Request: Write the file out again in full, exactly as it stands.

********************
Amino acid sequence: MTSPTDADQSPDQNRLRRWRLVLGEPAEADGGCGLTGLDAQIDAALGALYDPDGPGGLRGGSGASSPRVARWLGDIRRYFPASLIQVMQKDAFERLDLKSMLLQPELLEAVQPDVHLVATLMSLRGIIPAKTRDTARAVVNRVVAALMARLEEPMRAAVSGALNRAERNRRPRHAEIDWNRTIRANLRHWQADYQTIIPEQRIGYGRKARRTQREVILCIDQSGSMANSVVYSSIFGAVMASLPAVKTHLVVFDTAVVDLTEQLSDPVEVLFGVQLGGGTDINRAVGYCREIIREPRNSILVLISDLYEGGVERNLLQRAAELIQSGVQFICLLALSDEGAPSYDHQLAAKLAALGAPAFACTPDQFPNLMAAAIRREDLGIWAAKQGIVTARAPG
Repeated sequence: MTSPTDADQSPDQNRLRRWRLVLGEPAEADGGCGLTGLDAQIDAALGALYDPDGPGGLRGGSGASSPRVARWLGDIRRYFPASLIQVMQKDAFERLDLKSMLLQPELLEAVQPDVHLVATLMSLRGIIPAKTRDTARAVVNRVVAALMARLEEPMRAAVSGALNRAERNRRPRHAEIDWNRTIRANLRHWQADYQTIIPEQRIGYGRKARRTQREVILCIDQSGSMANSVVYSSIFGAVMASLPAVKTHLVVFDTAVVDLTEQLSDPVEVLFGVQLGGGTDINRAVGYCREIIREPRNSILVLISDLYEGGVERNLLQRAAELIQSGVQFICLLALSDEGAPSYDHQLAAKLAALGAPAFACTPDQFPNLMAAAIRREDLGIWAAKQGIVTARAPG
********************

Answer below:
Amino acid sequence: MTSPTDADQSPDQNRLRRWRLVLGEPAEADGGCGLTGLDAQIDAALGALYDPDGPGGLRGGSGASSPRVARWLGDIRRYFPASLIQVMQKDAFERLDLKSMLLQPELLEAVQPDVHLVATLMSLRGIIPAKTRDTARAVVNRVVAALMARLEEPMRAAVSGALNRAERNRRPRHAEIDWNRTIRANLRHWQADYQTIIPEQRIGYGRKARRTQREVILCIDQSGSMANSVVYSSIFGAVMASLPAVKTHLVVFDTAVVDLTEQLSDPVEVLFGVQLGGGTDINRAVGYCREIIREPRNSILVLISDLYEGGVERNLLQRAAELIQSGVQFICLLALSDEGAPSYDHQLAAKLAALGAPAFACTPDQFPNLMAAAIRREDLGIWAAKQGIVTARAPG
Repeated sequence: MTSPTDADQSPDQNRLRRWRLVLGEPAEADGGCGLTGLDAQIDAALGALYDPDGPGGLRGGSGASSPRVARWLGDIRRYFPASLIQVMQKDAFERLDLKSMLLQPELLEAVQPDVHLVATLMSLRGIIPAKTRDTARAVVNRVVAALMARLEEPMRAAVSGALNRAERNRRPRHAEIDWNRTIRANLRHWQADYQTIIPEQRIGYGRKARRTQREVILCIDQSGSMANSVVYSSIFGAVMASLPAVKTHLVVFDTAVVDLTEQLSDPVEVLFGVQLGGGTDINRAVGYCREIIREPRNSILVLISDLYEGGVERNLLQRAAELIQSGVQFICLLALSDEGAPSYDHQLAAKLAALGAPAFACTPDQFPNLMAAAIRREDLGIWAAKQGIVTARAPG